top of page

Blog

International Trade Intermediaries: A Comprehensive Guide for Selecting the Right Business Service

Updated: Oct 16, 2023



International Trade Intermediaries, Intermediary Trade Consultants, and Customs Intermediaries play distinct yet sometimes overlapping roles in international trade. Depending on their depth of involvement, they can act as either direct or indirect representatives. Yet, if they take ownership of goods or act as importers/exporters, they must function independently. Clear guidelines, such as those set by the HMRC in the UK, are vital for these intermediaries to prevent confusion and legal issues. When operating in foreign territories, it's essential to refer to the respective country's regulatory framework. Notably, companies offering Intermediary Trade Services as principal and those acting as Customs Intermediaries should remain separate to maintain clarity and legal compliance.


International Trade Intermediaries


These are entities or individuals that assist businesses in entering or expanding their operations in foreign markets. They bridge the gap between producers in one country and consumers in another. Examples include export intermediaries, trading companies, and export management companies (EMCs). Their responsibilities range from marketing a product overseas to handling logistics, documentation, and sometimes even sales for the producer.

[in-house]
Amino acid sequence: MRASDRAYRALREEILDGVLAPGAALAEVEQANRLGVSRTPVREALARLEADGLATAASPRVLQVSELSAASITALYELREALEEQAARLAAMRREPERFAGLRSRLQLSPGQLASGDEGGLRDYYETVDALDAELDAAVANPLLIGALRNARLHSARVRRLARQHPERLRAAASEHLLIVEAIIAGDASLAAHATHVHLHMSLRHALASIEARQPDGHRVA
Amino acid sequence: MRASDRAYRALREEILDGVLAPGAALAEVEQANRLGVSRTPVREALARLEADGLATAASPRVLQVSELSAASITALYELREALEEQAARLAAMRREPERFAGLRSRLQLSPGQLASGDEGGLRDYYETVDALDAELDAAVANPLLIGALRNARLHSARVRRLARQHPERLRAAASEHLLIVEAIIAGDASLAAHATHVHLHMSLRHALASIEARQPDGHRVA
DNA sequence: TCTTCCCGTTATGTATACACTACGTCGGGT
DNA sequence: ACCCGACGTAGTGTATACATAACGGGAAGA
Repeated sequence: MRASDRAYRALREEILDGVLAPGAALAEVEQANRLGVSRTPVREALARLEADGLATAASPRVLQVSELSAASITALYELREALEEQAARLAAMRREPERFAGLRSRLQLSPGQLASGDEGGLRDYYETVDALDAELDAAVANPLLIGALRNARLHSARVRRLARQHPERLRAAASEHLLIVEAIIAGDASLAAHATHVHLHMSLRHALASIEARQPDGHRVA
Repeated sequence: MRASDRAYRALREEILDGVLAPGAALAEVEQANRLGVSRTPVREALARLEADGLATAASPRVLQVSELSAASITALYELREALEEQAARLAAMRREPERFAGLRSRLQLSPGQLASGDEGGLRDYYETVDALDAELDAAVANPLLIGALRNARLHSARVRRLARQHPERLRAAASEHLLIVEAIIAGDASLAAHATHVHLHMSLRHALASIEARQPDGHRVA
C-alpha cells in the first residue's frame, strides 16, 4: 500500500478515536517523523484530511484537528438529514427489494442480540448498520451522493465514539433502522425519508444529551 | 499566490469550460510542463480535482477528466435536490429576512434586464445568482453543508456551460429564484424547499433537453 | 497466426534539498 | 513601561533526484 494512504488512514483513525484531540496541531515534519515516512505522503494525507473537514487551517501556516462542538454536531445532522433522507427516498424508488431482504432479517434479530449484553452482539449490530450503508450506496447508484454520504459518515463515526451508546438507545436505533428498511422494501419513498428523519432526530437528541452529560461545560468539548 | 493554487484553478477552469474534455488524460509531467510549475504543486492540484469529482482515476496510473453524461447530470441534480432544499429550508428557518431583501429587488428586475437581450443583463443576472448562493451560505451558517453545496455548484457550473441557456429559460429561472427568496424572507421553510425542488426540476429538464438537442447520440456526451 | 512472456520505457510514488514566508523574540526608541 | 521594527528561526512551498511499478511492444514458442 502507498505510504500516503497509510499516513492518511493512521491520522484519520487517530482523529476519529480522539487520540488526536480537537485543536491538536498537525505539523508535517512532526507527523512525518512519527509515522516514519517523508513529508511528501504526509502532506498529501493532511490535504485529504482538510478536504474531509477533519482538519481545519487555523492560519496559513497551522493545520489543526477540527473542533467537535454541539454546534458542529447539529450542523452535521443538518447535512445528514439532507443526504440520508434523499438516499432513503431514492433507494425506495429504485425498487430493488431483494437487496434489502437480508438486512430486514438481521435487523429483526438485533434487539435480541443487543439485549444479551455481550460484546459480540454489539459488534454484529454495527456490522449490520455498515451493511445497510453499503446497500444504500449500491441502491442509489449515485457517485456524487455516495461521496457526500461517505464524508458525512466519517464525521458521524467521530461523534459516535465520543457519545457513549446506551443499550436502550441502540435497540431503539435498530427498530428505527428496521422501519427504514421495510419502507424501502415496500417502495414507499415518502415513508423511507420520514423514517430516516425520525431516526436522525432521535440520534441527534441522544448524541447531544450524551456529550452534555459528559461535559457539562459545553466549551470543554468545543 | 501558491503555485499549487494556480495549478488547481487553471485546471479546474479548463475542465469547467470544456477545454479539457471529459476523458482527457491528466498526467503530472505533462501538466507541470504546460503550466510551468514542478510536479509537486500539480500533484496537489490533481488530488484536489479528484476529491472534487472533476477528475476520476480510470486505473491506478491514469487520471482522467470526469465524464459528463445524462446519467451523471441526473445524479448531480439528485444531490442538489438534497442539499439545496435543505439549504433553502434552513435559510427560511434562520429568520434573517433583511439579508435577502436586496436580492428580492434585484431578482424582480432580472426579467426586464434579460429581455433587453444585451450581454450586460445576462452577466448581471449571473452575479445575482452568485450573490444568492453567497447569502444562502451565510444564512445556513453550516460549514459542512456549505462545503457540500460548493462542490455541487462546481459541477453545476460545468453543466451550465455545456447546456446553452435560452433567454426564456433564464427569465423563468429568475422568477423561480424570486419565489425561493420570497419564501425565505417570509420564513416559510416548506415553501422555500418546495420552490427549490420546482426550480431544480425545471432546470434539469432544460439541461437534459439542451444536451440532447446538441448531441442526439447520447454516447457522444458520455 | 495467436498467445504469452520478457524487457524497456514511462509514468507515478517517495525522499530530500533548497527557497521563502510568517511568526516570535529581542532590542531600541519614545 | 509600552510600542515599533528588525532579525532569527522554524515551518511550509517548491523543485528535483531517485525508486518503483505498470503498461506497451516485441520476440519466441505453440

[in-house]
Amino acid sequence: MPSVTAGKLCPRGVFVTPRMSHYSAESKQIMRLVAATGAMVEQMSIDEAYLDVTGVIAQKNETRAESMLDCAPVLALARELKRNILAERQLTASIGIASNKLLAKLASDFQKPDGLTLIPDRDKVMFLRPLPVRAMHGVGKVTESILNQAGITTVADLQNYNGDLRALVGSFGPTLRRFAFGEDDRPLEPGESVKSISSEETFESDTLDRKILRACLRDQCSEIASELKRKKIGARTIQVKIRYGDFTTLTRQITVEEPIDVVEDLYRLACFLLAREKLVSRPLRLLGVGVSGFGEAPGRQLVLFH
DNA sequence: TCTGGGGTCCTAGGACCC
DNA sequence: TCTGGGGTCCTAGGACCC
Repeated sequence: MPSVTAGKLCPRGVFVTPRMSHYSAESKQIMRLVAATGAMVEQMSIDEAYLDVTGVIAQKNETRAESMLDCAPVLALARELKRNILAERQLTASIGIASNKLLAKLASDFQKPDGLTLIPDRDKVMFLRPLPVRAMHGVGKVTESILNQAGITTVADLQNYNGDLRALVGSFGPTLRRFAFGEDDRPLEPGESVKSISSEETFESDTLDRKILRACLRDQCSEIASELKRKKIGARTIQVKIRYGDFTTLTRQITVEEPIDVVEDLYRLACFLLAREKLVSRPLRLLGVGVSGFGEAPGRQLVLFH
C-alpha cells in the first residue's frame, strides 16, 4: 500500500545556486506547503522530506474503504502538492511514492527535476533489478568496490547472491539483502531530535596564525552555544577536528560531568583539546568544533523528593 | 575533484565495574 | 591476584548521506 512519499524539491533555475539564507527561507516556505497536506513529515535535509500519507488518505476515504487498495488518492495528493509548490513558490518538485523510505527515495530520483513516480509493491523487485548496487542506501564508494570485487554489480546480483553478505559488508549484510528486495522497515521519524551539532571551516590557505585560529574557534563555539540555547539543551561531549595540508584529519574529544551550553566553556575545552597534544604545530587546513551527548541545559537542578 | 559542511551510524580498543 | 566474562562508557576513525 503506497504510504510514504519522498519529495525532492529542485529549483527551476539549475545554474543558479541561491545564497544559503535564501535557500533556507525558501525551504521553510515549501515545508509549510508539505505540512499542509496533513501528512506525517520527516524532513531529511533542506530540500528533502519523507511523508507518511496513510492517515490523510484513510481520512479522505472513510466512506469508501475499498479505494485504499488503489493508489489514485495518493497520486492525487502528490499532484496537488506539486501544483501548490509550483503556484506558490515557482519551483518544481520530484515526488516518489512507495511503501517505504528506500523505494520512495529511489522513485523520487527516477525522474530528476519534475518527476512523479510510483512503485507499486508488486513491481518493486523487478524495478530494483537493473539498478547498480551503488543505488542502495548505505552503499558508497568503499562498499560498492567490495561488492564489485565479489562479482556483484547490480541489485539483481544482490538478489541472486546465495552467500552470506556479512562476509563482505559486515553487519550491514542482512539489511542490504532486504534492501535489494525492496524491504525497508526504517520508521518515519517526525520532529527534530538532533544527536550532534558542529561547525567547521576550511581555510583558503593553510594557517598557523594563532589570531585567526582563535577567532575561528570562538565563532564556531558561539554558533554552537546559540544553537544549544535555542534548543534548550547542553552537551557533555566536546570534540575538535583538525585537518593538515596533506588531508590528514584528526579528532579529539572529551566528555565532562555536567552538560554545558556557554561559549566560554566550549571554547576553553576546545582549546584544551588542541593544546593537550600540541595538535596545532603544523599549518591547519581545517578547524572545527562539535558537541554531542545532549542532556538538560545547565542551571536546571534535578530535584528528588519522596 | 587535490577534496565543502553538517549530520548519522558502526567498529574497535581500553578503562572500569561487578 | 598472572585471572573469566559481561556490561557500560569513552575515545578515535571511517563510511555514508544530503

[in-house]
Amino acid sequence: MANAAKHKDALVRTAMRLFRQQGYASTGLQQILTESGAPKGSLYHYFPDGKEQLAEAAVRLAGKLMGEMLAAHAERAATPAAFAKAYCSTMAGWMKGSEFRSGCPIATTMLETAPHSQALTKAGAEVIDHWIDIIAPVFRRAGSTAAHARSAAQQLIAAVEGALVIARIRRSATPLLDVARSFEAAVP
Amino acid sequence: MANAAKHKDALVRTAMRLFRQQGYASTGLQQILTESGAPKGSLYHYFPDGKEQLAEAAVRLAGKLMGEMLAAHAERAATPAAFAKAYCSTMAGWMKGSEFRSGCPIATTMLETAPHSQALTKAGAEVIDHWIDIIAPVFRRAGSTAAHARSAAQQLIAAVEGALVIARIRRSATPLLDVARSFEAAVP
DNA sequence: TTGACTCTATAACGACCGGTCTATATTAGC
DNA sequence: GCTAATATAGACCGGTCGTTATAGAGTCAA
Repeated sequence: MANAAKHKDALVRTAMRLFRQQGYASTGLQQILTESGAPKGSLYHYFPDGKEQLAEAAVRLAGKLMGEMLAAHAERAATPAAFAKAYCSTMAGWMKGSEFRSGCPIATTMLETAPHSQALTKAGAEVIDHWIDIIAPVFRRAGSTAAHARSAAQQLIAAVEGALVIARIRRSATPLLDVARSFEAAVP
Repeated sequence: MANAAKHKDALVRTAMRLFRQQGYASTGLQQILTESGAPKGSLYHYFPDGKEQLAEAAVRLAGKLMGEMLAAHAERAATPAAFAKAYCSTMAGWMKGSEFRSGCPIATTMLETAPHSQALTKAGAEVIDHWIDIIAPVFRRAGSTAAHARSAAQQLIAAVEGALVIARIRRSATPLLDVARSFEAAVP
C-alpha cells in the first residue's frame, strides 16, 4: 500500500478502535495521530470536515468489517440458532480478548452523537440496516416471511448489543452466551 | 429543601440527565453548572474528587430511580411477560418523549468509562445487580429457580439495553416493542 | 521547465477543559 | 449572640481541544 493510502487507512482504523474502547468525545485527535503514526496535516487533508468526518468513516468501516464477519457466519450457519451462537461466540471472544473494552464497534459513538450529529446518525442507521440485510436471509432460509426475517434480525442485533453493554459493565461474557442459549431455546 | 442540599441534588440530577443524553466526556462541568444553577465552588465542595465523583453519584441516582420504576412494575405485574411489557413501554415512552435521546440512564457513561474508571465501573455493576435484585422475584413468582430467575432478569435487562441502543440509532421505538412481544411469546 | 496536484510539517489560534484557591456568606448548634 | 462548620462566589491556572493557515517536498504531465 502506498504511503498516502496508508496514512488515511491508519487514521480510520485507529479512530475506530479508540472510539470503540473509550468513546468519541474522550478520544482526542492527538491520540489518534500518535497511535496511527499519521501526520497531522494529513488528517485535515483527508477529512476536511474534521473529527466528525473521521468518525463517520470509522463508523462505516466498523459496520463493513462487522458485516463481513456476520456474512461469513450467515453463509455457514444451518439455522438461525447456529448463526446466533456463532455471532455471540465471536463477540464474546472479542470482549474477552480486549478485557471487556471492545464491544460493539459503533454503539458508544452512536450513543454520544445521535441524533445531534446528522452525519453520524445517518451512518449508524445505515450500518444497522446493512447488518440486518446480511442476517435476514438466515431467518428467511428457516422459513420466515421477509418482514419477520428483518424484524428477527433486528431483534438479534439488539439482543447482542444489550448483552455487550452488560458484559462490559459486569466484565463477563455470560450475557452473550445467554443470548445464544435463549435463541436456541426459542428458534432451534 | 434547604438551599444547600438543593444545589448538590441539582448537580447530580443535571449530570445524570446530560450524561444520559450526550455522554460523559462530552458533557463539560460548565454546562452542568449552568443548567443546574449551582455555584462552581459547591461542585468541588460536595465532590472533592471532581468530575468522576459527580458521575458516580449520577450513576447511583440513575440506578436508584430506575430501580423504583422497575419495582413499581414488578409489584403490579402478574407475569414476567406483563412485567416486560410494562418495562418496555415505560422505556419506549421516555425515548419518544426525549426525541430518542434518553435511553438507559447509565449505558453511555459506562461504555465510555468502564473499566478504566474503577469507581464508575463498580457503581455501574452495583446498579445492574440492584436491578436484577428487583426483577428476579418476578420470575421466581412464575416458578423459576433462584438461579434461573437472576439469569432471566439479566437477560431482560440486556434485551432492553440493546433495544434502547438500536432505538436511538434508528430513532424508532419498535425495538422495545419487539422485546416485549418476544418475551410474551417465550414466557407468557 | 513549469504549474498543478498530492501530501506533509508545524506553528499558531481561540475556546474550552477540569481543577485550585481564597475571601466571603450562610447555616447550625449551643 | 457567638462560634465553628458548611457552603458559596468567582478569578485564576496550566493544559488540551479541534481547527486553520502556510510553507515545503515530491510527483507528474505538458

Customs Intermediaries


These are professionals or entities that guide businesses through the customs clearance process. They ensure that goods adhere to all necessary regulations and are properly documented for import or export. Custom brokers and clearing agents are primary examples. Their specialty lies in deciphering intricate customs procedures, tariffs, and regulations, facilitating the seamless movement of goods across borders by ensuring customs duties are settled and the requisite paperwork is accurate.




Intermediary Trade Consultancy


These consultants or firms offer businesses advice on various aspects of international trade. Rather than engaging directly in the trade process, they provide guidance, market intelligence, and strategic recommendations. Their offerings encompass market entry strategy, potential market or partner identification, regulatory compliance advice, and risk assessments in overseas markets. Their insights into navigating international markets prove invaluable for businesses eager to expand abroad.




In summary, while International Trade Intermediaries actively participate in moving and selling goods internationally, Customs Intermediaries prioritise the procedural and regulatory aspects of such transitions. In contrast, Intermediary Trade Consultancies furnish expert advice on international trade nuances without directly participating in the transaction process.


For companies importing goods into the United Kingdom, their liabilities extend beyond tax and duty payments. By introducing goods to the market, these companies also assume responsibility for the safety and security of imported items and their potential impact. This particularly applies when a business imports goods in its own right and claims ownership. The legal declaration of ownership determines the purchasing party's liability. Reputable firms offering services in these areas might market themselves as International Trade Consultants, Intermediary Trade Consultants, or Trade Compliance Consultants.